You saying we should avoid the decomposer mechansim completely and just use the transform mechanism within exchange?  I'd agree with that.

     

    Keith:
    HandlerExceptionTransformer - any reason why we're not using a typed Transformer definition here
     e.g. Transformer<HandlerException, String>
    
    

     

    There is a reason… I'm a lazy ***

     

    Keith:
    InboundHandler - is it possible for the runtime to assign a TransformSequence based on the message
    name in the exchange and the service operation's message name?  This would replace
    associateInTransformSequence and associateOutTransformSequence in InboundHandler.
    
    

     

    Yeah… I've been thinking about this too.  I think it would make sense and goes back to the earlier point… making it possible to hook the ServiceOperation (from the ServiceInterface) onto the Exchange instance.  In this case, the SOAP Gateway would perform this task based on the incoming SOAP request.  It would simply lookup the ServiecOperation from the Service and set it onto the Exchange.

     

    Then, we could have another default handler for processing this on all exchanges (if present), creating and attaching the IN and OUT TransformSequence instances in a generalized way.  I wouldn't do this in the TransformHandler.

     

    Keith:
    TransformSequence - the cacheOutput and cacheFault methods seem a bit funky to me.  I realize
    why they are there, I'm just wondering if there's another way to go about it.  This is probably
    tied to the whole input/output phase thing you have been talking about.
    
    

     

    I think the answer to this is tied up with the answer to the previous one.  As well as attaching details about the target ServiceOperation, it also needs to attach the "requirements" it has in terms of the response coming back.

     

    Perhaps we have something like an InvocationMetaData type that can get set on an Exchange (by e.g. the SOAPGateway) e.g.

     

    public interface InvocationMetaData {
        ServiceOperation getServiceOperation();
        InvokerOperationMetaData getInvokerOperationMetaData();
    }
    
    public inteface InvokerOperationMetaData {
        Set<String> acceptedResponseTypes;
        Set<String> acceptedFaultTypes;
    }    
    
  • 5. Re: Get the SOAP + Bean components working smootly together
    Tom Fennelly Master

    Just to say... I'm looking at adding something like the following and making available through Exchange.getContract()

     

    /**
     * Exchange Contract.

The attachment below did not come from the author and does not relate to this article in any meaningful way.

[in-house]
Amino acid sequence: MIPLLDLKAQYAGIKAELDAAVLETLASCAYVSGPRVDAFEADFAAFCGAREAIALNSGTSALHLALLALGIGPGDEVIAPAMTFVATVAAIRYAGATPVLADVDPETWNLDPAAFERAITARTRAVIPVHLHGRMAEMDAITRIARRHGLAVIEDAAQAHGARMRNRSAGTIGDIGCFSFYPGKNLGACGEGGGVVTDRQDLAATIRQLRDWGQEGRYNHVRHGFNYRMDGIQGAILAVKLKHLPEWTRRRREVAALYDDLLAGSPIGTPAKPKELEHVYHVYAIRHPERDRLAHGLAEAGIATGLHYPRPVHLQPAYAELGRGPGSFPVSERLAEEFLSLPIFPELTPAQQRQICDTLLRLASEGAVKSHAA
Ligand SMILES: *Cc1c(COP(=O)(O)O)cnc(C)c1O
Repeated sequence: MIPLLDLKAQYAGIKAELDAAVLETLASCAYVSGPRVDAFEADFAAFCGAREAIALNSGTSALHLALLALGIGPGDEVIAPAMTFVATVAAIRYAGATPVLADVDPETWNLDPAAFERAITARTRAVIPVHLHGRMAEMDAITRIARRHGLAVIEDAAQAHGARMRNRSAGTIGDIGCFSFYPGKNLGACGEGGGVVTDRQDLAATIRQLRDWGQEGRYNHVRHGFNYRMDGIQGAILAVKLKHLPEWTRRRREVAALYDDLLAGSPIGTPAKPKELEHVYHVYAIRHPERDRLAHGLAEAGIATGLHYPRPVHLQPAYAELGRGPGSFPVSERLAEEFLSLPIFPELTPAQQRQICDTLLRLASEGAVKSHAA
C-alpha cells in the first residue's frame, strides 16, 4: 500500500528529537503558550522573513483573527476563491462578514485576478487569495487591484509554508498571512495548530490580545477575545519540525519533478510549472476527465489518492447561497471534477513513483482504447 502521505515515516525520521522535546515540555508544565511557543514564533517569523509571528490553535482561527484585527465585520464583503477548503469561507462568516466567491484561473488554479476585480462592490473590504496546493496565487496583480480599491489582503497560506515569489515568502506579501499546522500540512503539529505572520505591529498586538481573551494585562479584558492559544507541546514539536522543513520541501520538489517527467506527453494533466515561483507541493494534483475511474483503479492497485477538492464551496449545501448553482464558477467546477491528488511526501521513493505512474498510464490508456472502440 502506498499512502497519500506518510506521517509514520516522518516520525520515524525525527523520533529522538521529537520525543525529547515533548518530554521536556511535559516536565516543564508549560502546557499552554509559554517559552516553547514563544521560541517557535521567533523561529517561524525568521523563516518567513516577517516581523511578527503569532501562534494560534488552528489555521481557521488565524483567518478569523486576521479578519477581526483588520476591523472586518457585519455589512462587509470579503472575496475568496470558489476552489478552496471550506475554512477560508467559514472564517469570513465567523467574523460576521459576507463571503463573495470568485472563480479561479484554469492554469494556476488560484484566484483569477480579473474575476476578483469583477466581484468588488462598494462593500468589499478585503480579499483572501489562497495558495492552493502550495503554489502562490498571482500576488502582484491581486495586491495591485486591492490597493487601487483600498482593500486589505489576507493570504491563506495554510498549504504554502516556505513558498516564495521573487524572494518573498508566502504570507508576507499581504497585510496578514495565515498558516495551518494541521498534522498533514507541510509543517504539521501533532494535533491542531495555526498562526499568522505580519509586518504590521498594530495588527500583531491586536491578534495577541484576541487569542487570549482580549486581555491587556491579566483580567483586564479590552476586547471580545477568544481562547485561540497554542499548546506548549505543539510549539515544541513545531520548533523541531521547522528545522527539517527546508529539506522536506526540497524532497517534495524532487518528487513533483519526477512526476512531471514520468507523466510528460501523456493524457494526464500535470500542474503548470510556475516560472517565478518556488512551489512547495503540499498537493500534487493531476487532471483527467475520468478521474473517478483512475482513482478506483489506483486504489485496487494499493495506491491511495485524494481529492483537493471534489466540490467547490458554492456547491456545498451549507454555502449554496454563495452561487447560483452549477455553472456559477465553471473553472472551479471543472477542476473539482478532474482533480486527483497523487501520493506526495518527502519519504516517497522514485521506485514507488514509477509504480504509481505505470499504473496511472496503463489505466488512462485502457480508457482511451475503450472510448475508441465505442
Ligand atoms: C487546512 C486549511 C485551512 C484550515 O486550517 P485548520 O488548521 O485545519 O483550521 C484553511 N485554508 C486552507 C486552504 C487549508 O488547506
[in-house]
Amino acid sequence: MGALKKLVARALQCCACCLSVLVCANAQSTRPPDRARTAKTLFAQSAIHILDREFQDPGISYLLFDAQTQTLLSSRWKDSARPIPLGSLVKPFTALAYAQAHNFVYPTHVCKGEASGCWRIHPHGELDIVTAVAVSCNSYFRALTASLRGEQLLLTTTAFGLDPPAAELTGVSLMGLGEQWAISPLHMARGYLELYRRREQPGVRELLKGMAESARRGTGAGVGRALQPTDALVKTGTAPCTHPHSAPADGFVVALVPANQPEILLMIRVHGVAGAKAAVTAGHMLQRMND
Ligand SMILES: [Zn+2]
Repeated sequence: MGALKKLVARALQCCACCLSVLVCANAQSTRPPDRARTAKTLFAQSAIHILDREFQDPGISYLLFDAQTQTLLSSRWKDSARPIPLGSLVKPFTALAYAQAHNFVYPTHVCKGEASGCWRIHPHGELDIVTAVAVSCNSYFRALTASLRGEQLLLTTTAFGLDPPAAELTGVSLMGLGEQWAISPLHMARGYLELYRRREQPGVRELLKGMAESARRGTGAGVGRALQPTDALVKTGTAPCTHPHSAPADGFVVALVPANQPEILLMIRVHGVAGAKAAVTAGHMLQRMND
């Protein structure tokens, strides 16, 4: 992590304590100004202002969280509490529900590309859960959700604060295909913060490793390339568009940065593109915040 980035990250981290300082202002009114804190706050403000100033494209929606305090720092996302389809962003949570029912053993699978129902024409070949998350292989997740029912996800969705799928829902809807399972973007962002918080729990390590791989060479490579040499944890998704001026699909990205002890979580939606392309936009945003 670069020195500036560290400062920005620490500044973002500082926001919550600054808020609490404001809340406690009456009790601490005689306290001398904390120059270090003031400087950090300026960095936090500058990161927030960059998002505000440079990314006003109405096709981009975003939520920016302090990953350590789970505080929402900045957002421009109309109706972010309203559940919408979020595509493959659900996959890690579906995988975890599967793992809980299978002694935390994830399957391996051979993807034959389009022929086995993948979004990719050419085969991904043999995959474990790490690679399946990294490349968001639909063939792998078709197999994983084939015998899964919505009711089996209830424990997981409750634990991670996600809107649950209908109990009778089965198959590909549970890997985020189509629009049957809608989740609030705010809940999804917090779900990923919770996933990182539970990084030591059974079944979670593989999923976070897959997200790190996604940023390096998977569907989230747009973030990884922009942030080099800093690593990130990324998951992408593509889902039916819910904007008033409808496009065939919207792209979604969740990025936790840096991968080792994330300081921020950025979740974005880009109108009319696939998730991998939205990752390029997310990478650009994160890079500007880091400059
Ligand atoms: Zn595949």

* <p/>
     * Two-way Exchange contract, detailing the requirments of both the invoker (in terms of
     * accepted response/fault types) and target {@link ServiceOperation} being invoked.
     *
     * @author <a href="mailto:tom.fennelly@gmail.com">tom.fennelly@gmail.com</a>
     */
    public interface ExchangeContract {
    
        /**
         * Get the target service operation being invoked.
         * @return The target service operation being invoked.
         */
        ServiceOperation getServiceOperation();
    
        /**
         * Get the set of valid response types accepted by the exchange invoker.
         * @return The set of valid response types accepted by the exchange invoker.
         */
        Set<String> getAcceptedResponseTypes();
    
        /**
         * Get the set of valid fault types accepted by the exchange invoker.
         * @return The set of valid fault types accepted by the exchange invoker.
         */
        Set<String> getAcceptedFaultTypes();
    }
    
    

     

    How about creating an Exchange using an instance of this interface Vs just ExchangePattern (the ServiceOperation has the pattern on it) ?

  • 6. Get the SOAP + Bean components working smootly together
    Keith Babo Master

    Keith:
    Invocation - I don't quite get why assertOK() exists.  Seems like this tests whether transformation
    happened vs. just testing to make sure the message type matches the method parameter.  I have a
    feeling I'm missing a nuance here.
    
    

     

    It does a bit more than just check if transforms were applied, even just for that, I think it's more appropriate to check if the actual defined transform sequence was applied because what if the resulting java type of the transform was the same as the input type to the transform?  Your java type check would pass, but the content of the instance is probably not what it should be.

     

    Why would we do this in the component's code though?  Seems like you would always want to verify that expected handlers have fired and so this could be part of the normal transformation framework.

     

    I do think we could come up with some useful "convention" based mechanisms e.g. users define a transformers.xml file in the META-INF/switchyard folder of their module.  This could be a convention based way of explicitly registering the transformers you want to have registered by the deployer (which just scans the cp for all "META-INF/switchyard/transformers.xml" resources).

    OK, so we agree that the core runtime should register these and we can play around with a couple of possibilities.  Maybe it's a separate transformers file, maybe it's scan for annotated classes in the deployment, or maybe it's something in the application configuration descriptor itself.

     


    You saying we should avoid the decomposer mechansim completely and just use the transform mechanism within exchange?  I'd agree with that.

     

    When I discussed this with Magesh, I was cool with a SOAP-level composer/decomposer in case users have very specific ways they want to package up or unwrap the SOAP envelope.  In terms of converting between the Message content and the SOAP body, that should be a transformer.